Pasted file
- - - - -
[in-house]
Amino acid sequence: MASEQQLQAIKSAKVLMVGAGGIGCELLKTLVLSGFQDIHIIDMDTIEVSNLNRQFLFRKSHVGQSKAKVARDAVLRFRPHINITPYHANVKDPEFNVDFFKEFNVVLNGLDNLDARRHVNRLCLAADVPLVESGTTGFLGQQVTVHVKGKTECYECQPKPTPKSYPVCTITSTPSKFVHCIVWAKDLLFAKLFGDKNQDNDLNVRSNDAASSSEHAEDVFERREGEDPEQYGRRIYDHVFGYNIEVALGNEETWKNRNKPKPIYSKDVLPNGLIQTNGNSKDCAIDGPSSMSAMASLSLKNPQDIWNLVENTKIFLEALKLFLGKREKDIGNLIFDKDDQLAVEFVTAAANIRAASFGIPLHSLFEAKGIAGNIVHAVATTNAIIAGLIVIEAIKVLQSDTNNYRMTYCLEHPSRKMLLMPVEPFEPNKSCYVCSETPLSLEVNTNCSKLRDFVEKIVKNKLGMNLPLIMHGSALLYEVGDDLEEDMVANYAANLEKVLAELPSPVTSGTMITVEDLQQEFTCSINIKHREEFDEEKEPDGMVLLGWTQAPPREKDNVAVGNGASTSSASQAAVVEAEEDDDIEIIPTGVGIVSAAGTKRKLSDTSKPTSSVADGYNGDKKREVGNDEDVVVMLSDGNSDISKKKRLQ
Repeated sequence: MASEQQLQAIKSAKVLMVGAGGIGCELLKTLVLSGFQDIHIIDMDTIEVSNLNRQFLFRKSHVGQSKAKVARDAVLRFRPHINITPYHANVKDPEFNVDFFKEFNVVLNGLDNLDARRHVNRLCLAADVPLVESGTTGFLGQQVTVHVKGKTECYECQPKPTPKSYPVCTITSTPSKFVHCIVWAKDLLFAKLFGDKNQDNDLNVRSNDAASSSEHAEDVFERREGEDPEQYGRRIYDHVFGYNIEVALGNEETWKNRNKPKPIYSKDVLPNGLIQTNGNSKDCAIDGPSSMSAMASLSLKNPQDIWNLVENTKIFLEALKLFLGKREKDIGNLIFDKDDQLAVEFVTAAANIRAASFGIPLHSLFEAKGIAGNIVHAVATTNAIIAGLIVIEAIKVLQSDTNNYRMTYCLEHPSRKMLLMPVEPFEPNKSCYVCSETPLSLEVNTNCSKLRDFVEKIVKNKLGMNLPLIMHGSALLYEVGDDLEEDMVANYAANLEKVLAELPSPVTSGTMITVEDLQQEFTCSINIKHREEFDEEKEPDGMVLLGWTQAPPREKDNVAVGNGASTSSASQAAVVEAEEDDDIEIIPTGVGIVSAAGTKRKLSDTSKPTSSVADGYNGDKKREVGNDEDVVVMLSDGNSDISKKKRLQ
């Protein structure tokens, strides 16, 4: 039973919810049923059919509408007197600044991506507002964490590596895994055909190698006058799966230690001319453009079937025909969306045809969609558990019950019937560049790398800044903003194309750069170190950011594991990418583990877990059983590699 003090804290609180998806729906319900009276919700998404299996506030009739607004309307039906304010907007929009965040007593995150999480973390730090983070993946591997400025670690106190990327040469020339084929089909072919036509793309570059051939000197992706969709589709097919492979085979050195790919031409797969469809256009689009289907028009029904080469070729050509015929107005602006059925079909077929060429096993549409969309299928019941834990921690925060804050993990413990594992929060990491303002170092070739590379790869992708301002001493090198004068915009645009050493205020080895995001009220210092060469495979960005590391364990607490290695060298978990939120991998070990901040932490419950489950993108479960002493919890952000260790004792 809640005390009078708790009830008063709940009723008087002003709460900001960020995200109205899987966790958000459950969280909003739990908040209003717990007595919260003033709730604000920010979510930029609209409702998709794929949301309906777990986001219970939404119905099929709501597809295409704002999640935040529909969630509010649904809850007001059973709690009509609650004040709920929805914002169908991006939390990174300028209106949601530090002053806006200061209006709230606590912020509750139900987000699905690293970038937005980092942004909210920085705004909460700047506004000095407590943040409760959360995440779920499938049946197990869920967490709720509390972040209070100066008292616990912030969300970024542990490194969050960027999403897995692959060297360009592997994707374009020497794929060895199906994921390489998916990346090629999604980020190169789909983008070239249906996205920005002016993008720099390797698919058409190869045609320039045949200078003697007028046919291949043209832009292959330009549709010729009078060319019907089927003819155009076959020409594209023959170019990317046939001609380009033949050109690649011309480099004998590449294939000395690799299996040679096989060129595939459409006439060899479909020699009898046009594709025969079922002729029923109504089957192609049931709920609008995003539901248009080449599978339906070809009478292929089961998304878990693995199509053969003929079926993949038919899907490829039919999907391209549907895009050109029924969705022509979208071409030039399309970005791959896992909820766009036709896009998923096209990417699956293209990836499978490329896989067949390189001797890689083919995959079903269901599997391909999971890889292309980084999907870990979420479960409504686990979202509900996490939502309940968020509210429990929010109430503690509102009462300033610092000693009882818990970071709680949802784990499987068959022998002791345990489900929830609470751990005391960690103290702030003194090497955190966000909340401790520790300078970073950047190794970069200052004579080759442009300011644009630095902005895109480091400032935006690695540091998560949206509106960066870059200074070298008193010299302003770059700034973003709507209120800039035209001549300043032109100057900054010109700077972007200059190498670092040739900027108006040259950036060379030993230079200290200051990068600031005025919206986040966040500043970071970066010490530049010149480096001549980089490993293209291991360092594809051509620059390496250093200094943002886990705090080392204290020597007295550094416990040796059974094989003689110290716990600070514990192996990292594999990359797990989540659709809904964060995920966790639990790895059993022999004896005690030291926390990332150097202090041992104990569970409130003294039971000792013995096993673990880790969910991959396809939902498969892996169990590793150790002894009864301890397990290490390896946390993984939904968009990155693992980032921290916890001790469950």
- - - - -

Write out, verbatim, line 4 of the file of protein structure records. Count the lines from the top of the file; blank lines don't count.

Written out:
């Protein structure tokens, strides 16, 4: 039973919810049923059919509408007197600044991506507002964490590596895994055909190698006058799966230690001319453009079937025909969306045809969609558990019950019937560049790398800044903003194309750069170190950011594991990418583990877990059983590699 003090804290609180998806729906319900009276919700998404299996506030009739607004309307039906304010907007929009965040007593995150999480973390730090983070993946591997400025670690106190990327040469020339084929089909072919036509793309570059051939000197992706969709589709097919492979085979050195790919031409797969469809256009689009289907028009029904080469070729050509015929107005602006059925079909077929060429096993549409969309299928019941834990921690925060804050993990413990594992929060990491303002170092070739590379790869992708301002001493090198004068915009645009050493205020080895995001009220210092060469495979960005590391364990607490290695060298978990939120991998070990901040932490419950489950993108479960002493919890952000260790004792 809640005390009078708790009830008063709940009723008087002003709460900001960020995200109205899987966790958000459950969280909003739990908040209003717990007595919260003033709730604000920010979510930029609209409702998709794929949301309906777990986001219970939404119905099929709501597809295409704002999640935040529909969630509010649904809850007001059973709690009509609650004040709920929805914002169908991006939390990174300028209106949601530090002053806006200061209006709230606590912020509750139900987000699905690293970038937005980092942004909210920085705004909460700047506004000095407590943040409760959360995440779920499938049946197990869920967490709720509390972040209070100066008292616990912030969300970024542990490194969050960027999403897995692959060297360009592997994707374009020497794929060895199906994921390489998916990346090629999604980020190169789909983008070239249906996205920005002016993008720099390797698919058409190869045609320039045949200078003697007028046919291949043209832009292959330009549709010729009078060319019907089927003819155009076959020409594209023959170019990317046939001609380009033949050109690649011309480099004998590449294939000395690799299996040679096989060129595939459409006439060899479909020699009898046009594709025969079922002729029923109504089957192609049931709920609008995003539901248009080449599978339906070809009478292929089961998304878990693995199509053969003929079926993949038919899907490829039919999907391209549907895009050109029924969705022509979208071409030039399309970005791959896992909820766009036709896009998923096209990417699956293209990836499978490329896989067949390189001797890689083919995959079903269901599997391909999971890889292309980084999907870990979420479960409504686990979202509900996490939502309940968020509210429990929010109430503690509102009462300033610092000693009882818990970071709680949802784990499987068959022998002791345990489900929830609470751990005391960690103290702030003194090497955190966000909340401790520790300078970073950047190794970069200052004579080759442009300011644009630095902005895109480091400032935006690695540091998560949206509106960066870059200074070298008193010299302003770059700034973003709507209120800039035209001549300043032109100057900054010109700077972007200059190498670092040739900027108006040259950036060379030993230079200290200051990068600031005025919206986040966040500043970071970066010490530049010149480096001549980089490993293209291991360092594809051509620059390496250093200094943002886990705090080392204290020597007295550094416990040796059974094989003689110290716990600070514990192996990292594999990359797990989540659709809904964060995920966790639990790895059993022999004896005690030291926390990332150097202090041992104990569970409130003294039971000792013995096993673990880790969910991959396809939902498969892996169990590793150790002894009864301890397990290490390896946390993984939904968009990155693992980032921290916890001790469950």